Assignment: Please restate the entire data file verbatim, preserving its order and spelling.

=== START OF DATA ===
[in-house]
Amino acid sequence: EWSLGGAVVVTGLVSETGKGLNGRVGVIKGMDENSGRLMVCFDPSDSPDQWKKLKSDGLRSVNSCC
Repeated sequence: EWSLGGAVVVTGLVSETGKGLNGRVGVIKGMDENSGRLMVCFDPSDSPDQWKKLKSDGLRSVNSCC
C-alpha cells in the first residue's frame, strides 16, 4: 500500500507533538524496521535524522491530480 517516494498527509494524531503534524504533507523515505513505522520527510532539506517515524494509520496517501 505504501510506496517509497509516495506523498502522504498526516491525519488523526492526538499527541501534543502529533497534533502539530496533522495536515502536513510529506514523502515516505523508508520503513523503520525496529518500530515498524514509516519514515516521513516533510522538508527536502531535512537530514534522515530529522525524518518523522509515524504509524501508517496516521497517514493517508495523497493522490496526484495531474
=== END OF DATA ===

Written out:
[in-house]
Amino acid sequence: EWSLGGAVVVTGLVSETGKGLNGRVGVIKGMDENSGRLMVCFDPSDSPDQWKKLKSDGLRSVNSCC
Repeated sequence: EWSLGGAVVVTGLVSETGKGLNGRVGVIKGMDENSGRLMVCFDPSDSPDQWKKLKSDGLRSVNSCC
C-alpha cells in the first residue's frame, strides 16, 4: 500500500507533538524496521535524522491530480 517516494498527509494524531503534524504533507523515505513505522520527510532539506517515524494509520496517501 505504501510506496517509497509516495506523498502522504498526516491525519488523526492526538499527541501534543502529533497534533502539530496533522495536515502536513510529506514523502515516505523508508520503513523503520525496529518500530515498524514509516519514515516521513516533510522538508527536502531535512537530514534522515530529522525524518518523522509515524504509524501508517496516521497517514493517508495523497493522490496526484495531474